Miguel Cardona: We just can’t turn on lights and start teaching

Education Secretary Miguel Cardona testifies before the Senate Health, Education, Labor and Pensions committee during his confirmation hearing on Capitol Hill in Washington, D.C., on Wednesday, Feb. 3, 2021  (Susan Walsh/Pool/CNP/Zuma Press/TNS)
Education Secretary Miguel Cardona testifies before the Senate Health, Education, Labor and Pensions committee during his confirmation hearing on Capitol Hill in Washington, D.C., on Wednesday, Feb. 3, 2021 (Susan Walsh/Pool/CNP/Zuma Press/TNS)

Credit: TNS

Credit: TNS

Education secretary says schools must deal with emotional fallout first from COVID-19

Former U.S. Secretary of Education Betsy DeVos did not see her lack of experience in public schools – she never attended or worked in one – as a detriment. “I frankly think it’s been an asset because I don’t know what can’t be done,” said DeVos.

She also arrived in Washington with an antipathy toward public education, declaring in 2015 speech that “It’s a monopoly, a dead end.”

President Joe Biden chose a public school graduate, teacher and champion to replace DeVos. In a livestreamed discussion with the National Education Association president Wednesday night, Miguel Cardona cast public education as a lifeline for many students, including him.

Growing up in Connecticut, Cardona said he followed an older cousin into a technical high school where he studied automotives, but a teacher suggested a career in education.

“I was going to become an art teacher, but I gravitated toward elementary-age students,” he said. “I taught fourth grade. I wanted to do that for my whole career. I wasn’t planning on being secretary of education. I wanted to serve my community.”

“The values haven’t changed, the titles did. But it is still the same passion that drives me,” he said.

Cardona took questions from the virtual audience with the first one coming from physics teacher Kristen Record, the 2011 Teacher of the Year from his home state of Connecticut. She asked about testing, a topic that dominated the written comments from viewers. Most of the testing comments reflected the frustrations over the decision by the U.S. Department of Education to require states to give standardized assessments this year despite the turmoil and disruptions of the pandemic. Among them:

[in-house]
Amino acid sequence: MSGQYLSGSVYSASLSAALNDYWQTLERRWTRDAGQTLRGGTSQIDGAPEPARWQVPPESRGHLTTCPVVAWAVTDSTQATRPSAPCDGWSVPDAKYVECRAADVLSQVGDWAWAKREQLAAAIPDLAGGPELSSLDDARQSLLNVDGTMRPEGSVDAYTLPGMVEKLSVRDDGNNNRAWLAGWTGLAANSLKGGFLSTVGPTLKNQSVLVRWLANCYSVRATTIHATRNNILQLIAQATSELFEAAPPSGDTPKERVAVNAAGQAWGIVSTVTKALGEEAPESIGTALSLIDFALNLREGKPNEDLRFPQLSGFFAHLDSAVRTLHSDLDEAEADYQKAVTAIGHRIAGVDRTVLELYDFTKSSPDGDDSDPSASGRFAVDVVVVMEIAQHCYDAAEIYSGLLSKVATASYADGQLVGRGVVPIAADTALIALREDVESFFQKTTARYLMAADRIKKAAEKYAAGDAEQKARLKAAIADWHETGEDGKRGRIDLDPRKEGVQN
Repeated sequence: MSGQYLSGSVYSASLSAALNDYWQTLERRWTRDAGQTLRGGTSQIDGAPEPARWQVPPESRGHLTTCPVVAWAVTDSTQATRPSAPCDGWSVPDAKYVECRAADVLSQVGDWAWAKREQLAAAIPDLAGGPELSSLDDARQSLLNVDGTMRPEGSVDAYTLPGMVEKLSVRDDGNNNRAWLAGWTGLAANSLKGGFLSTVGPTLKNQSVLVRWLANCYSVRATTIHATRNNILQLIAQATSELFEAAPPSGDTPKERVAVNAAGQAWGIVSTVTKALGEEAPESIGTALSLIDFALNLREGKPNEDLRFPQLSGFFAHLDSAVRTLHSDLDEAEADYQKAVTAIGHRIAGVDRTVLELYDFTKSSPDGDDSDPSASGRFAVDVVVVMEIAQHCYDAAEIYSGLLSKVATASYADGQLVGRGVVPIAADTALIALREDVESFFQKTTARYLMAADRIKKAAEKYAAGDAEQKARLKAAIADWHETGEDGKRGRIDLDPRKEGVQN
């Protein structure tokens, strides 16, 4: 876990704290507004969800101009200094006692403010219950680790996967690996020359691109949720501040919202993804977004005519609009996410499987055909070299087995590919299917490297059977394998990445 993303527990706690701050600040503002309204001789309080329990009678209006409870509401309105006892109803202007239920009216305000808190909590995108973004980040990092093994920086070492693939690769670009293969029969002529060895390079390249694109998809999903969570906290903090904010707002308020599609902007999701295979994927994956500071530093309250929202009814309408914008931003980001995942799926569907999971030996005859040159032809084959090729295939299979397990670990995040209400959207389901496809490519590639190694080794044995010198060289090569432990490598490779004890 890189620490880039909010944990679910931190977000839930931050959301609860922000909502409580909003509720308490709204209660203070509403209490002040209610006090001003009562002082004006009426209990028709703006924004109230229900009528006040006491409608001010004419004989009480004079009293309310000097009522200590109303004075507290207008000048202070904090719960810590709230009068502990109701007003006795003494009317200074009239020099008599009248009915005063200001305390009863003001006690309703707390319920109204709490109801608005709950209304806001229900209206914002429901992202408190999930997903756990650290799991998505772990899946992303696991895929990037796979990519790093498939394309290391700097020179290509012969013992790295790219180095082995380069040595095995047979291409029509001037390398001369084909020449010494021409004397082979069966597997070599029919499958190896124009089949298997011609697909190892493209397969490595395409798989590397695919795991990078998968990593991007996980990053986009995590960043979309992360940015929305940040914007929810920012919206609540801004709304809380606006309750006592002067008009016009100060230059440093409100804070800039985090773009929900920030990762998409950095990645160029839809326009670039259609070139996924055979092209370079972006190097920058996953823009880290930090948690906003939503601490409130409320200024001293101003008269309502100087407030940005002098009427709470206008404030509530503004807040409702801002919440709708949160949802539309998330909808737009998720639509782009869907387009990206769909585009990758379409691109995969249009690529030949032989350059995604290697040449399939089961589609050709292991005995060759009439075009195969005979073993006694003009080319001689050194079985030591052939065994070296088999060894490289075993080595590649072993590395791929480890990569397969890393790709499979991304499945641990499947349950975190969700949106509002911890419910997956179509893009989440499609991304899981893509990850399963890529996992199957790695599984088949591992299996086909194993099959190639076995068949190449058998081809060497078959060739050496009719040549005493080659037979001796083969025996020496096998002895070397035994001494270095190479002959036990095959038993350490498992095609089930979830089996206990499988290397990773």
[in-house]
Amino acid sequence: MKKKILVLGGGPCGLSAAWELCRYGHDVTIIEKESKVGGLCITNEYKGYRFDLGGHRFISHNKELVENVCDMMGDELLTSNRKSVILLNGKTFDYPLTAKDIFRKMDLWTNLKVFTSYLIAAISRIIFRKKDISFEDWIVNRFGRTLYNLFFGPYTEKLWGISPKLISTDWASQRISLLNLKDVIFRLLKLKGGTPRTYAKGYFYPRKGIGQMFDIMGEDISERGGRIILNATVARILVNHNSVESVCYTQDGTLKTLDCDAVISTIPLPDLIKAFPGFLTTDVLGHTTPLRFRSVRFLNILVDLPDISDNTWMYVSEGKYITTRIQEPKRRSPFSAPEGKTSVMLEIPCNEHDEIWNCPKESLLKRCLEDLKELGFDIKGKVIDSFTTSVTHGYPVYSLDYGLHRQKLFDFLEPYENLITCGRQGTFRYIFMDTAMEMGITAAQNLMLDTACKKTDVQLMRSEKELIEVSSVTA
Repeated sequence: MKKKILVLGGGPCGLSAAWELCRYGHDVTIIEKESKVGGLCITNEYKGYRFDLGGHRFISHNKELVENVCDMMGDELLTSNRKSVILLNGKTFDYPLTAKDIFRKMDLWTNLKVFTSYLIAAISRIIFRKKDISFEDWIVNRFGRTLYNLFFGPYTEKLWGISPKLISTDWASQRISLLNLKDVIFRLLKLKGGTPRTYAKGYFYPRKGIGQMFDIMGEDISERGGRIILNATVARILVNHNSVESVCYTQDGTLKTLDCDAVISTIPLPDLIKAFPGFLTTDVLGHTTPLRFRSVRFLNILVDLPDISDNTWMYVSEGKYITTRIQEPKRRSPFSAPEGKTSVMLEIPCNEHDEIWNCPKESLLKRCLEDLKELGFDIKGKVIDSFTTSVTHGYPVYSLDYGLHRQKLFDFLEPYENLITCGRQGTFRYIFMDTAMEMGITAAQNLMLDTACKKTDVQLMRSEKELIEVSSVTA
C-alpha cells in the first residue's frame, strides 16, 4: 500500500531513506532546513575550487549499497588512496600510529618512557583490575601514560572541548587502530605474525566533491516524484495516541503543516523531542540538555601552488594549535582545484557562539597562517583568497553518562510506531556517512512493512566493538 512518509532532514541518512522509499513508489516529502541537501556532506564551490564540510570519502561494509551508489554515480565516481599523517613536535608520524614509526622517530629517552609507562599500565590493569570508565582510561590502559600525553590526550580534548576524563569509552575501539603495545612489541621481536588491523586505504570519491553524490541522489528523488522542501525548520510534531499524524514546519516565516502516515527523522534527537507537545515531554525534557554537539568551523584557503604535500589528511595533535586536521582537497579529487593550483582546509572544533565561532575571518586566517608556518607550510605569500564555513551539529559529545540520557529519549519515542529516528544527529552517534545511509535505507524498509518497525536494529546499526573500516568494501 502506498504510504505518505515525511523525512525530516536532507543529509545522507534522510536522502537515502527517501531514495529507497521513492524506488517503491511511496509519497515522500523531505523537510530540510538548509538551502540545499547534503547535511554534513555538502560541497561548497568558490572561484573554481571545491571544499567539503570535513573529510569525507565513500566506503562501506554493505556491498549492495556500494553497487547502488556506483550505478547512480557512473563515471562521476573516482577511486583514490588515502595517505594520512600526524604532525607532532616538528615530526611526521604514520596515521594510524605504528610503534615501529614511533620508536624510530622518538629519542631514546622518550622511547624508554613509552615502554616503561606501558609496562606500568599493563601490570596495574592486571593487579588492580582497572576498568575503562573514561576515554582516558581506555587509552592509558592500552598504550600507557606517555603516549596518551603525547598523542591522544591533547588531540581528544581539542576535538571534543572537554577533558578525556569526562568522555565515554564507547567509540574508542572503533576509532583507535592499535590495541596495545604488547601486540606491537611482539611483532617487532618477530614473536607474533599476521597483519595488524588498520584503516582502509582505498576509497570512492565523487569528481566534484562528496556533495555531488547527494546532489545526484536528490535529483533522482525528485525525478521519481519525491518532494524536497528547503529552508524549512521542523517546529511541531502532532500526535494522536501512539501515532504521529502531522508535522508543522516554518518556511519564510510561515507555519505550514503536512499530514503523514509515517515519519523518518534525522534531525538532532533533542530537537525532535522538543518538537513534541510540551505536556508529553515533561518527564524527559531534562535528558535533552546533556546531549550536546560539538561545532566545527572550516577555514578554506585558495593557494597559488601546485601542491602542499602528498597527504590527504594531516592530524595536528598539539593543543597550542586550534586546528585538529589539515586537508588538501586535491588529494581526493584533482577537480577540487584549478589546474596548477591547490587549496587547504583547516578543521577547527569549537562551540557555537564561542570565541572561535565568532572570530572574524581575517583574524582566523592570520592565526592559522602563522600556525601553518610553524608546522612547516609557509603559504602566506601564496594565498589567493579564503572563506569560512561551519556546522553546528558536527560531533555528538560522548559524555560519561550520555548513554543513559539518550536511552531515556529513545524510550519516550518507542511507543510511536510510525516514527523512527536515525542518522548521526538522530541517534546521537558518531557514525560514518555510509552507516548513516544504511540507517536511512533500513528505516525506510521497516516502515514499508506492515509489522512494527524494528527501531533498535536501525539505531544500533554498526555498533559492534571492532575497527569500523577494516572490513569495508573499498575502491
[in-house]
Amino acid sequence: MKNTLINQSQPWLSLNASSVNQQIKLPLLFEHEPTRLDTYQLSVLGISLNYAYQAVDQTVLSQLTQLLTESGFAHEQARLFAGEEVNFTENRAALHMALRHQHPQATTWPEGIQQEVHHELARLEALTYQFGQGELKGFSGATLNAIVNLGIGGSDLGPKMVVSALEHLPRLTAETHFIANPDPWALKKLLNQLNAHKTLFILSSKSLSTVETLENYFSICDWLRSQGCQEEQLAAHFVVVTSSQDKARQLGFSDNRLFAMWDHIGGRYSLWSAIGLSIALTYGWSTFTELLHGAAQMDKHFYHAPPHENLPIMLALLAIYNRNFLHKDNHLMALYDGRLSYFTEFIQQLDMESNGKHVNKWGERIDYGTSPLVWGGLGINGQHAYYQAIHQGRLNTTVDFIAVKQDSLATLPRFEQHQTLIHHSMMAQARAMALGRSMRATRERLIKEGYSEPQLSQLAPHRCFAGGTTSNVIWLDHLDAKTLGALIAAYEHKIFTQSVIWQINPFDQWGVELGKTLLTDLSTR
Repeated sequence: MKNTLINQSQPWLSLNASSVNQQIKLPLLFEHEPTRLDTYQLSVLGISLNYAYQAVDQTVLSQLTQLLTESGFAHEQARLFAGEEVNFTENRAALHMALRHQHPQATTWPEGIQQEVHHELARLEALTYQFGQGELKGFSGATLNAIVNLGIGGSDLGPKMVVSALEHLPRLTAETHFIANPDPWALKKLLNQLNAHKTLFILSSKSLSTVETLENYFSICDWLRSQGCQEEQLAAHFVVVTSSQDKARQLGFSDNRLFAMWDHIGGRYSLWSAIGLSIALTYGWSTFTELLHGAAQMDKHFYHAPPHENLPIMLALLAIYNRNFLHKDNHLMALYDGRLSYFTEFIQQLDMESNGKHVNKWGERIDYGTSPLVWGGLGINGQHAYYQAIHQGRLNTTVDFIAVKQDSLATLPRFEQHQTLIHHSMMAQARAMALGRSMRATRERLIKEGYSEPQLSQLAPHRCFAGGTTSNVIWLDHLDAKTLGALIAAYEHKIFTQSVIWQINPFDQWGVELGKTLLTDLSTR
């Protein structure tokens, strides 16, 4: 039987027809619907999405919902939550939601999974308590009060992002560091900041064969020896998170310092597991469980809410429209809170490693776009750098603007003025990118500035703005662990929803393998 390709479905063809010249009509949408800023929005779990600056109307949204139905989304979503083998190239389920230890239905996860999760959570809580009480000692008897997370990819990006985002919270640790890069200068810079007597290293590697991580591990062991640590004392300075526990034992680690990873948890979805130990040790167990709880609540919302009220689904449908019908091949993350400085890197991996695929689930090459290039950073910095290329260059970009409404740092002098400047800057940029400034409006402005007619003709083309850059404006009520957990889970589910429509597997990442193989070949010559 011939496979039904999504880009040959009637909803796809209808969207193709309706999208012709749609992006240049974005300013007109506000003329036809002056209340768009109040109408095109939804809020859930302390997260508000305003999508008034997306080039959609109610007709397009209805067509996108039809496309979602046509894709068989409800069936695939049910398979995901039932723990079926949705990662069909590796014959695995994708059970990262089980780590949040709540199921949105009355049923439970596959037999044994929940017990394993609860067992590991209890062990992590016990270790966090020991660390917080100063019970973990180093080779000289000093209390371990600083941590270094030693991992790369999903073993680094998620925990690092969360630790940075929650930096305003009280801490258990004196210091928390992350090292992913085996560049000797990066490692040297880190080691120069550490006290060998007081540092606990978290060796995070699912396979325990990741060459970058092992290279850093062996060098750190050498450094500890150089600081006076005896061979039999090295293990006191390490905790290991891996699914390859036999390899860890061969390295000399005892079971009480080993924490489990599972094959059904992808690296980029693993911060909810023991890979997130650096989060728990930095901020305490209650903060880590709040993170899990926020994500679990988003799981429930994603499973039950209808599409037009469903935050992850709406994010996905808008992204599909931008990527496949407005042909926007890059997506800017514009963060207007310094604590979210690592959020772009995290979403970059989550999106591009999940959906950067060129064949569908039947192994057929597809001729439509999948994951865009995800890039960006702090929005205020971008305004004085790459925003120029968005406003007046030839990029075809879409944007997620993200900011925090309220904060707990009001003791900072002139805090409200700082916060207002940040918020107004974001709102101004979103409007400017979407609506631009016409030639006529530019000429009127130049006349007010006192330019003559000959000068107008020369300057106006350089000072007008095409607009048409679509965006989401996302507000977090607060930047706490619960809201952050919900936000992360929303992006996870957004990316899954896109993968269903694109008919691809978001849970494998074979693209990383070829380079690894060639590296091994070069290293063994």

Norm-referenced tests could replace the punitive ones but only to see where to work with each child, not as gotchas.

But seriously can we stop testing, fund more science, and treat science as we do math and English language arts?

Why do we still have ANY standardized testing punishing our students?

Cardona compared his anguish over testing to what he went through resolving whether to reopen schools in Connecticut, a decision he said was personal since his wife worked in two middle school with 700 students each and his two children attended a high school with more than a thousands kids.

“Those decisions I was making as commissioner of education were decisions I was making for my own children and my wife. No matter how we moved, there was going to be major opposition,” he said. “There is no one size fits all.”

Cardona said no educator needs standardized tests to know how their kids are doing. But, he said, test scores provide another data point that can help determine how to best target the $130 billion in federal COVID-relief aid going to schools.

“Soon leaders are going to have to make very difficult decisions to say this classroom needs a class size of no greater than 9, but this one can go to 21,” he said, “Why? Because we know where our kids need it the most.”

“I get the challenge that this is,” said Cardona, adding that he’s witnessed an overreliance on testing and a narrowing of curriculum and programs in the last 10 to 20 years.

“Really well-done assessments, you shouldn’t even know you are taking them. They should mirror good instruction. I guarantee you that’s something we are going to be discussing and seeing how we can improve assessments so they really reflect student learning,” he said.

Asked about learning loss and what his agency can do to get students back on track, Cardona said academic headway and acceleration cannot occur until schools address the social and emotional well-being of both returning children and teachers.

“When we welcome our students back, let’s not make the mistake of turning on the lights and thinking just because they have masks on, we can turn to page 35,” he said.

He said an acceleration of learning doesn’t have to be traditional summer school, but could be giving kids museum passes, having docents there for them and asking them to write about what they saw. “We need to be creative on how we get these kids back in, but first and foremost that relational piece has to be addressed. When we get that right, the acceleration and learning will come.”

Cardona acknowledged the federal education agency has to re-establish trust with educators. “We may not always end up at the same spot, but I know what it felt like to be in a classroom and feel I wish they knew this; I wish they heard this. Our job is to help support you so you can be successful in helping children.”

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